Natural gas traders may be taking the pipe with all the new pipelines coming on board. The Shale Reporter says that the Federal Energy Regulatory Commission lists several other Pennsylvania pipeline projects approved in 2012. By the end of the year, Spectra Energy anticipates completion of the Philadelphia Lateral Project through Delaware County. That line has the potential to move more than 20 Mcf (thousand cubic feet) of natural gas a day through the Northeast. The Kinder Morgan Energy Partners Tennessee 300 Line Expansion Project and Upgrade, scheduled for completion in November 2013, will add 40 miles of pipe between Pennsylvania and New Jersey, with the capacity to transport 636,000 dekatherms of natural gas a day. The Nation Fuel Gas Supply Corporation Line N Expansion Project will add five miles of pipe through Washington County, with an anticipated completion of November 2012.
The Shale Reporter goes on, “The boom of hydraulic fracturing in the Northeast has created a glut of natural gas that market analysts anticipate will worsen because of new pipeline projects and another mild winter. Natural gas prices could hit a low of $2 per million Btu, according to leading energy analyst Phil Flynn of the Chicago-based Price Futures Group. Flynn anticipates increased deliveries from new pipelines that could help link up about 1,000 uncompleted Marcellus shale wells and bring them online. Last week, the natural gas price remained steady at $3.21 per million British thermal units, and the Energy Information Agency was reporting an 8 percent increase in natural gas storage from a year ago. Flynn said Thursday that he would stand by his $2 prediction, “assuming we don’t get a colder-than-normal winter.” He pointed out that the National Oceanic and Atmospheric Administration had just released its three-month weather report that predicts above-normal temperatures for the Midwest and Northeast from December through February. “Based on what we see with supplies being 8% above the average and at a record high, we should see (gas) prices come back down,” Flynn said. The biggest contributing factors, he said, are new pipelines and the non-producing wells these pipelines will make accessible for natural gas extraction.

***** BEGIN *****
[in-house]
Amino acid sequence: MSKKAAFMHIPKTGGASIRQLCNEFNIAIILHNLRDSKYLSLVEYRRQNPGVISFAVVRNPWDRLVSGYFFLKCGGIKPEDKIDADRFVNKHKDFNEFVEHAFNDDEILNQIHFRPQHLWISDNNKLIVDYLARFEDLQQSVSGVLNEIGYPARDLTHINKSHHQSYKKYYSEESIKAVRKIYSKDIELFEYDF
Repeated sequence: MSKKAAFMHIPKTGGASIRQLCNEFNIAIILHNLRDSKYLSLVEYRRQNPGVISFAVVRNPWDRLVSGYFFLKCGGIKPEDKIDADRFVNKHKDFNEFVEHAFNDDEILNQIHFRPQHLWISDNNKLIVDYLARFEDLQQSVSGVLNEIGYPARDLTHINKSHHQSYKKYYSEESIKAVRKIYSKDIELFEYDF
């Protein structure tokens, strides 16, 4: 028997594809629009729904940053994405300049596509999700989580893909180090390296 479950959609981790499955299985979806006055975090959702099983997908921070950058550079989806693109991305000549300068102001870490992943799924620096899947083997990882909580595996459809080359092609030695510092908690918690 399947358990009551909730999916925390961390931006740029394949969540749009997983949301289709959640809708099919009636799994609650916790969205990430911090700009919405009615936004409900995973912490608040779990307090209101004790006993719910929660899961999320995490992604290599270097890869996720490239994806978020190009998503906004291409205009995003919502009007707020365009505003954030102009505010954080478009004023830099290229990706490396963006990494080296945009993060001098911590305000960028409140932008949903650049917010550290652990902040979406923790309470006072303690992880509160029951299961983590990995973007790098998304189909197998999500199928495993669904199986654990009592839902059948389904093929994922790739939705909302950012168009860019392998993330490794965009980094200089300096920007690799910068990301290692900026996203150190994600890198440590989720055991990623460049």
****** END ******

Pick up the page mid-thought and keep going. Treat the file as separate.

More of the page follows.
According to the EIA, “there are over 1,000 natural gas wells that have been drilled in northern Pennsylvania but which are not yet producing natural gas because there is not enough interstate and gathering pipeline infrastructure to accommodate the new production.” New pipelines, such as Inergy Midstream’s Marc 1 pipeline project that runs 39 miles through Pennsylvania’s Bradford, Sullivan and Lycoming counties, are set for completion by year’s end.
In an email, Inergy responded to Flynn’s prediction: “New pipelines like Inergy’s MARC I will benefit Marcellus producers by helping them move their gas to demand markets. By providing greater market access, new pipeline infrastructure can offer Marcellus producers alternatives to curtailing production when natural gas prices are low.” Even if the pipelines allow many of the currently non-producing Marcellus shale wells to be tapped, there is no certainty on the production or rate of decline for each well, which can vary considerably.”
“In the end,” Inergy wrote,”the market determines how much Marcellus shale gas is produced, not the pipelines that link supply regions and demand centers.” Predicting the future of natural gas prices, although much like predicting the weather, is not nearly as easy as looking out the window.